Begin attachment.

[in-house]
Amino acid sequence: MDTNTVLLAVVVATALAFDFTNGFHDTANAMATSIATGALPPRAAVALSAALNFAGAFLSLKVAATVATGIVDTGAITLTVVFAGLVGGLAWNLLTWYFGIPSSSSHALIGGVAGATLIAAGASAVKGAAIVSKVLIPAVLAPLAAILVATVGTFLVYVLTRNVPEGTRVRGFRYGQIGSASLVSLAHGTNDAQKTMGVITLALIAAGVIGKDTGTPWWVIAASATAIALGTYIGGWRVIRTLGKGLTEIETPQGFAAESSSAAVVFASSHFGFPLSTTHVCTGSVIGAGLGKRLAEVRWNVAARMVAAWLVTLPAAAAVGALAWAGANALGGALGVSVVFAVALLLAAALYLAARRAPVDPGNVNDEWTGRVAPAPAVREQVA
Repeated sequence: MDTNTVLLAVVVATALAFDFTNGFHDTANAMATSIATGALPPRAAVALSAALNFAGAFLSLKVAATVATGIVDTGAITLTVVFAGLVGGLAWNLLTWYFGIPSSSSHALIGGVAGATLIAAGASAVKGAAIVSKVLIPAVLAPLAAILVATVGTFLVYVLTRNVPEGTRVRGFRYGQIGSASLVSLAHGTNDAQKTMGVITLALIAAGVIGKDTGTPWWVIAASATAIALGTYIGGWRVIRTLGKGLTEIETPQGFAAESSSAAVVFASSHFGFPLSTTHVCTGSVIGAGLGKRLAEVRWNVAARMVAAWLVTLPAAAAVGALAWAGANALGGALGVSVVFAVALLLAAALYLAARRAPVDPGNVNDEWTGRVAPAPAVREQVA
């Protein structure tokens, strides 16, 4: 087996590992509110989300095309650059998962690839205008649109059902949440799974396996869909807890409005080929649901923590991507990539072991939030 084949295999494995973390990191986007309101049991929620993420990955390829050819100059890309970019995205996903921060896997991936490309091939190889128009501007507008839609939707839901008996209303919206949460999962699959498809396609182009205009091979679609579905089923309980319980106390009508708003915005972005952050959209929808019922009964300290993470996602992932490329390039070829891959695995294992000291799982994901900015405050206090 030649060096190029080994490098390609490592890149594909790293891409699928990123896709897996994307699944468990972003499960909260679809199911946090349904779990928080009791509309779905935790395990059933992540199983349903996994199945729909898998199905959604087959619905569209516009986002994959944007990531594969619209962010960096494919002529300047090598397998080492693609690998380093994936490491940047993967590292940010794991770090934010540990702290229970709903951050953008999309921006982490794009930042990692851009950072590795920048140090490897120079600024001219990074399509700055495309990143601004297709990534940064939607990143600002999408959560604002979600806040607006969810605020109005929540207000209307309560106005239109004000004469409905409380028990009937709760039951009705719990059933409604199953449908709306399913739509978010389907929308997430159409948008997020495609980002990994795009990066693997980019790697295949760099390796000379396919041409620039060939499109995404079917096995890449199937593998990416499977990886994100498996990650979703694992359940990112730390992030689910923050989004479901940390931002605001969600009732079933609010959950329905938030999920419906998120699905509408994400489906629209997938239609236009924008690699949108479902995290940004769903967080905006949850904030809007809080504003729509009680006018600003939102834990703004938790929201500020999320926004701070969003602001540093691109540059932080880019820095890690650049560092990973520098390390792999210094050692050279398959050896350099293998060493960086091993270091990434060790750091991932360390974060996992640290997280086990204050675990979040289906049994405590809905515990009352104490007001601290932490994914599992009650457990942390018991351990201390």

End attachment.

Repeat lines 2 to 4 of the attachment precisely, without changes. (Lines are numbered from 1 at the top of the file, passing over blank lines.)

Amino acid sequence: MDTNTVLLAVVVATALAFDFTNGFHDTANAMATSIATGALPPRAAVALSAALNFAGAFLSLKVAATVATGIVDTGAITLTVVFAGLVGGLAWNLLTWYFGIPSSSSHALIGGVAGATLIAAGASAVKGAAIVSKVLIPAVLAPLAAILVATVGTFLVYVLTRNVPEGTRVRGFRYGQIGSASLVSLAHGTNDAQKTMGVITLALIAAGVIGKDTGTPWWVIAASATAIALGTYIGGWRVIRTLGKGLTEIETPQGFAAESSSAAVVFASSHFGFPLSTTHVCTGSVIGAGLGKRLAEVRWNVAARMVAAWLVTLPAAAAVGALAWAGANALGGALGVSVVFAVALLLAAALYLAARRAPVDPGNVNDEWTGRVAPAPAVREQVA
Repeated sequence: MDTNTVLLAVVVATALAFDFTNGFHDTANAMATSIATGALPPRAAVALSAALNFAGAFLSLKVAATVATGIVDTGAITLTVVFAGLVGGLAWNLLTWYFGIPSSSSHALIGGVAGATLIAAGASAVKGAAIVSKVLIPAVLAPLAAILVATVGTFLVYVLTRNVPEGTRVRGFRYGQIGSASLVSLAHGTNDAQKTMGVITLALIAAGVIGKDTGTPWWVIAASATAIALGTYIGGWRVIRTLGKGLTEIETPQGFAAESSSAAVVFASSHFGFPLSTTHVCTGSVIGAGLGKRLAEVRWNVAARMVAAWLVTLPAAAAVGALAWAGANALGGALGVSVVFAVALLLAAALYLAARRAPVDPGNVNDEWTGRVAPAPAVREQVA
């Protein structure tokens, strides 16, 4: 087996590992509110989300095309650059998962690839205008649109059902949440799974396996869909807890409005080929649901923590991507990539072991939030 084949295999494995973390990191986007309101049991929620993420990955390829050819100059890309970019995205996903921060896997991936490309091939190889128009501007507008839609939707839901008996209303919206949460999962699959498809396609182009205009091979679609579905089923309980319980106390009508708003915005972005952050959209929808019922009964300290993470996602992932490329390039070829891959695995294992000291799982994901900015405050206090 030649060096190029080994490098390609490592890149594909790293891409699928990123896709897996994307699944468990972003499960909260679809199911946090349904779990928080009791509309779905935790395990059933992540199983349903996994199945729909898998199905959604087959619905569209516009986002994959944007990531594969619209962010960096494919002529300047090598397998080492693609690998380093994936490491940047993967590292940010794991770090934010540990702290229970709903951050953008999309921006982490794009930042990692851009950072590795920048140090490897120079600024001219990074399509700055495309990143601004297709990534940064939607990143600002999408959560604002979600806040607006969810605020109005929540207000209307309560106005239109004000004469409905409380028990009937709760039951009705719990059933409604199953449908709306399913739509978010389907929308997430159409948008997020495609980002990994795009990066693997980019790697295949760099390796000379396919041409620039060939499109995404079917096995890449199937593998990416499977990886994100498996990650979703694992359940990112730390992030689910923050989004479901940390931002605001969600009732079933609010959950329905938030999920419906998120699905509408994400489906629209997938239609236009924008690699949108479902995290940004769903967080905006949850904030809007809080504003729509009680006018600003939102834990703004938790929201500020999320926004701070969003602001540093691109540059932080880019820095890690650049560092990973520098390390792999210094050692050279398959050896350099293998060493960086091993270091990434060790750091991932360390974060996992640290997280086990204050675990979040289906049994405590809905515990009352104490007001601290932490994914599992009650457990942390018991351990201390």